Pandora’s Bailout Doesn’t Hold Up to Scrutiny

Thank goodness there are some clear heads out there who are drilling down on the smoke that Pandora has been blowing while crying to Congress.  If there was ever a better example of faux entrepreneurs I don’t know what it would be.

Here’s a great one from the Seeking Alpha financial blog “Crying To Congress Will Not Save Pandora’s Investors”:

The solution, Tim, is quite simple. It’s not a matter of crying to congress asking for a law to protect how much you have to pay for the music you give away to listeners for free. It’s a matter of increasing advertisements delivered to your listeners on a per song basis, or charging a subscription fee so that you can pay the requested royalty rates and concurrently turn a profit. Investors need to ask themselves why Pandora is petitioning congress for a law which will tell rights holders how much they are allowed to charge for their work, rather than simply ramping up the delivered ads or creating a subscription based service.

Also CNET isn’t buying it “Pandora Offers Song and Dance About Music Sales“:

Pandora’s leadership is trying to whip up support to get the government to lower the rate Internet radio services pay to play music. This will be the second time in Pandora’s history that the company has asked for price breaks.

Game of Trolls: Stacey Dash gets the Troll Treament for Supporting Conservative

Welcome to the Internet Stacey Dash!  Isn’t the community just grand?

According to FoxNews.com:

“Clueless” star Stacey Dash recently tweeted her support for Republican presidential candidate Mitt Romney, accompanied by a patriotic swimsuit picture of herself.

But now her political viewpoint has become the subject of online attacks, with many expressing crude distaste that she isn’t endorsing President Obama – and race has become a key motivator behind the digital abuse.

Several other Obama supporters even went as far as to encourage “the old hag” to “kill herself.” One suicide encourager is listed as a doctor and politically active Democrat in Washington D.C., and although he reportedly has deleted the inflammatory “kill yourself” tweet, it was captured by social media news site, Twitchy.com.

But the 46-year-old’s plug for Romney attracted plenty of applause, too.

“Thank you for being willing to think for yourself despite what your haters have to say,” tweeted one user, while another noted, “You can NEVER, EVER (did I say never?) NEVER leave the Dem party if you r Black. Once you do, the name calling begins.”

Will Romney take on Russian Mob?

We all know that somehow most of the big Bit Torrent cyberlocker services resolve back to Russia, Bulgaria, Latvia, or some other location in the former Soviet Union (take a read of the Hotfile case documents).  Here’s a great speech by Romney playing off of Obama’s ridiculous flexibility pledge to Vlad.  But will a Romney Department of Justice be willing to go off of Putin’s safe zone and nail these IP theives?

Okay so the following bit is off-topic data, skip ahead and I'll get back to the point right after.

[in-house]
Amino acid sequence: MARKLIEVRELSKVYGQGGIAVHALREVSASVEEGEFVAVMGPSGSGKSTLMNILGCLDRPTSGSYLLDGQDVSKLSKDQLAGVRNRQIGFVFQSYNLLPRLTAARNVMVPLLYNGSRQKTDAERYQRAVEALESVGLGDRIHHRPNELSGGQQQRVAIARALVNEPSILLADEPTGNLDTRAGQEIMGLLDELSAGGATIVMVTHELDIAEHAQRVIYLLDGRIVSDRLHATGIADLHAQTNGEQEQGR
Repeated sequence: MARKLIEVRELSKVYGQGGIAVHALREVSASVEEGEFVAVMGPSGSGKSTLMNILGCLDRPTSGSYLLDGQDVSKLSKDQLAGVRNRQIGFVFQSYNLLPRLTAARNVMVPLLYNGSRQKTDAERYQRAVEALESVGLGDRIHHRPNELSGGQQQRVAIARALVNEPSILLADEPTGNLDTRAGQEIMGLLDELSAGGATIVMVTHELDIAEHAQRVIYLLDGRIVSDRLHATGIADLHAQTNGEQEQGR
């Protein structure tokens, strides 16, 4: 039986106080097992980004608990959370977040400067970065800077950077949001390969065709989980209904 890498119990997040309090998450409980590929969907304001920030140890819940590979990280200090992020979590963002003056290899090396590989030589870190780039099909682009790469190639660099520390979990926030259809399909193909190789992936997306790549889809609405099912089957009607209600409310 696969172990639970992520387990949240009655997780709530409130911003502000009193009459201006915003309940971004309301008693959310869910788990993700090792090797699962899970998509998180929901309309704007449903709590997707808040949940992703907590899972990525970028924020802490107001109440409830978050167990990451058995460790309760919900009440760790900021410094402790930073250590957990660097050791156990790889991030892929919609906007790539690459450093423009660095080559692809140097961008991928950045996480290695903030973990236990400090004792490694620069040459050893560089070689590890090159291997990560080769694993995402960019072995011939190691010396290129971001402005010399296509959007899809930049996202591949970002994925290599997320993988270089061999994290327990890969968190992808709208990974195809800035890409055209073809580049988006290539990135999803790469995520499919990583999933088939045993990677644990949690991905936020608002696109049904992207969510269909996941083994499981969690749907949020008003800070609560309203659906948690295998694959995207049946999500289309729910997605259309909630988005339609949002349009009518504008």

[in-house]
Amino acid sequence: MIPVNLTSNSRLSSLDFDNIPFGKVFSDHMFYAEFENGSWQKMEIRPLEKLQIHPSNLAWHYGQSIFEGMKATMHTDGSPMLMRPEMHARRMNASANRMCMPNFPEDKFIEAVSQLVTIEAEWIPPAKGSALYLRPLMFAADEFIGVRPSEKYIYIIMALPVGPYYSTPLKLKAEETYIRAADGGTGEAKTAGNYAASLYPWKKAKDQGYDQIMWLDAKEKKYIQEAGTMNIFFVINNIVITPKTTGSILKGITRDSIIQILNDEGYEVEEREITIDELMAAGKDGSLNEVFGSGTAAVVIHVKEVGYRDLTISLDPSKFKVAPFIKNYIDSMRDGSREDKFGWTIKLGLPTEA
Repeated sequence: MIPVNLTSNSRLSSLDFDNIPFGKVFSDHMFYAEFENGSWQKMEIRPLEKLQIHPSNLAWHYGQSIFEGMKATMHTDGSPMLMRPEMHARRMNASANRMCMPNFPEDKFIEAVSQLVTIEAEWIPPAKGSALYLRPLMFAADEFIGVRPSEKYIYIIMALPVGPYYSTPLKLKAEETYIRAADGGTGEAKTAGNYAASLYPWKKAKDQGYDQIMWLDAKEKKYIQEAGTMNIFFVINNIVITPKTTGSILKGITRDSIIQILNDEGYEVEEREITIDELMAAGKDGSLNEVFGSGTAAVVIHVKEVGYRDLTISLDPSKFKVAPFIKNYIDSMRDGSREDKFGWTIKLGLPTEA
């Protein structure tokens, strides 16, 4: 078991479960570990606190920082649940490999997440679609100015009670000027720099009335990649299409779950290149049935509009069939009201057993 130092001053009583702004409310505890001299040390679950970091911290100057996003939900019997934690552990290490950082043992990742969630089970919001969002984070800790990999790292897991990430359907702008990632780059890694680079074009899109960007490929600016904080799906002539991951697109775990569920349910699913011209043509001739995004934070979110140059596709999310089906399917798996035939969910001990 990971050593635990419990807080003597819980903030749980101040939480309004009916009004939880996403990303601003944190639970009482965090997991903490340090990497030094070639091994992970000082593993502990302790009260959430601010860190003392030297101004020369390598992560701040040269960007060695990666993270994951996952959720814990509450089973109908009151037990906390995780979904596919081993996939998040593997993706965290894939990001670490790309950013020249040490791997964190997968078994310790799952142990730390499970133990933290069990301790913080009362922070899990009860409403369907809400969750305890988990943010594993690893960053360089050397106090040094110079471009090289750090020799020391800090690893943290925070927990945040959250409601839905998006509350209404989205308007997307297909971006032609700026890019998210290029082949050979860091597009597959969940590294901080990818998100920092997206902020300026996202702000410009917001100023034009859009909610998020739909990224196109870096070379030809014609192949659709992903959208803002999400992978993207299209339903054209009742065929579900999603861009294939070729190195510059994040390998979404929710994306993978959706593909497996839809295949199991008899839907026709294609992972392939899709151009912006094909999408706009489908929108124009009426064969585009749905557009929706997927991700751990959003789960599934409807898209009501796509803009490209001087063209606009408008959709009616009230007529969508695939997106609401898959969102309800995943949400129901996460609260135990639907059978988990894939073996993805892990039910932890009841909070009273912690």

Word from Mitt:

In a foreign policy speech at the Virginia Military Institute, Republican  presidential candidate Mitt Romney declared that “there will be no flexibility  with Vladimir Putin” in his administration, alluding to President Obama’s  conversation with outgoing Russian President Dmitry Medvedev over a hot mic in  March.

“The first purpose of a strong military is to prevent war. The size of our  navy is at levels not seen since 1916,” Romney said Monday. ”I’ll restore  our navy to the size needed to fulfill our missions by building 15 ships per  year, including three submarines.”

“I’ll implement effective missile defenses to protect against threats and on  this, there will be no flexibility with Vladimir Putin.”

Chaffetz abandons all pretext of conservative principles

The supposed grass roots conservative from Utah, Jason Chaffetz, has demonstrated conclusively that he is drinking the Koolaide inside the beltway.  The evidence?  Passing a bill of attainder to punish musicians and for the profit of a single group of crony capitalists!

The Daily Caller’s Mark Carello nails it:

So I was a little surprised, even taken aback, to see Rep. Jason Chaffetz  (R-UT), a committed conservative, introduce a bill that primarily helps this one  company receive a special government handout by lowering the standard the  government uses to set the price for that company’s input costs.

What? If you just did a double take, you didn’t read this incorrectly. The  digital music delivery company Pandora wants the government to lower the  standard it uses to set the price that Pandora pays for the music it delivers on  its service. The current standard is “what a willing buyer would pay a willing  seller” in the marketplace.

And what’s wrong with that standard? It’s bad enough the government is in the  price-setting business in the first place, but at least it has to try to set the  price at a rate that tries to mimic the marketplace. Pandora is lobbying to  replace that market-based rate standard with a subsidized below-market one. And  Rep. Chaffetz is carrying their water.

 

Amanda Palmer’s free lunchism

This quote from the New Yorker’s Culture Desk sums it all up (Amanda Palmer’s Accidental Experiment with Real Communism by Joshua Clover)

How do we value that, when the market—the very mechanism that we rely upon to set value—has imploded, and most anyone can listen to a new album for free? What happens to art, be it Amanda Palmer’s or Azealia Banks’s (or Thomas Pynchon’s or Kathryn Bigelow’s), when people can get it for free without facing arrest? Or, to put it more starkly, what is the fate of art after private property is done away with? Will people keep making it? Will they keep reproducing, marketing, and distributing it?